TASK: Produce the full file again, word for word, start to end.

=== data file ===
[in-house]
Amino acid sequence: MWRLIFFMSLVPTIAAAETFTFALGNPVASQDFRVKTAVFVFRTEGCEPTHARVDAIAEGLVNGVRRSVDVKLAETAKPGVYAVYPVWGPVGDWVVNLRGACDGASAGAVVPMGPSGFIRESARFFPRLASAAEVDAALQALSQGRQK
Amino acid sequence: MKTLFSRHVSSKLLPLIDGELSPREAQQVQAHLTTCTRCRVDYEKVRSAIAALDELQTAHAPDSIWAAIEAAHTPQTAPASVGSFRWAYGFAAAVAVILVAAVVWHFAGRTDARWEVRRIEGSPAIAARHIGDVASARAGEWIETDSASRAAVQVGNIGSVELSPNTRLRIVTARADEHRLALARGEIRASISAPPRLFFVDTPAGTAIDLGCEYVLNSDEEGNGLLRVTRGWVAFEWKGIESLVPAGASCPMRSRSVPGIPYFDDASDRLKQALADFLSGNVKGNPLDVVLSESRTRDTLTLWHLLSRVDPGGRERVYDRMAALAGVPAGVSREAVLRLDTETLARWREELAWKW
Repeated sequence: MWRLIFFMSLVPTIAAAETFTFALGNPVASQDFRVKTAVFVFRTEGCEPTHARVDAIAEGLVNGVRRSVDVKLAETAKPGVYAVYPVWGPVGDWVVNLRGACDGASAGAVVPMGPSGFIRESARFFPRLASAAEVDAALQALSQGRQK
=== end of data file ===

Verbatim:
[in-house]
Amino acid sequence: MWRLIFFMSLVPTIAAAETFTFALGNPVASQDFRVKTAVFVFRTEGCEPTHARVDAIAEGLVNGVRRSVDVKLAETAKPGVYAVYPVWGPVGDWVVNLRGACDGASAGAVVPMGPSGFIRESARFFPRLASAAEVDAALQALSQGRQK
Amino acid sequence: MKTLFSRHVSSKLLPLIDGELSPREAQQVQAHLTTCTRCRVDYEKVRSAIAALDELQTAHAPDSIWAAIEAAHTPQTAPASVGSFRWAYGFAAAVAVILVAAVVWHFAGRTDARWEVRRIEGSPAIAARHIGDVASARAGEWIETDSASRAAVQVGNIGSVELSPNTRLRIVTARADEHRLALARGEIRASISAPPRLFFVDTPAGTAIDLGCEYVLNSDEEGNGLLRVTRGWVAFEWKGIESLVPAGASCPMRSRSVPGIPYFDDASDRLKQALADFLSGNVKGNPLDVVLSESRTRDTLTLWHLLSRVDPGGRERVYDRMAALAGVPAGVSREAVLRLDTETLARWREELAWKW
Repeated sequence: MWRLIFFMSLVPTIAAAETFTFALGNPVASQDFRVKTAVFVFRTEGCEPTHARVDAIAEGLVNGVRRSVDVKLAETAKPGVYAVYPVWGPVGDWVVNLRGACDGASAGAVVPMGPSGFIRESARFFPRLASAAEVDAALQALSQGRQK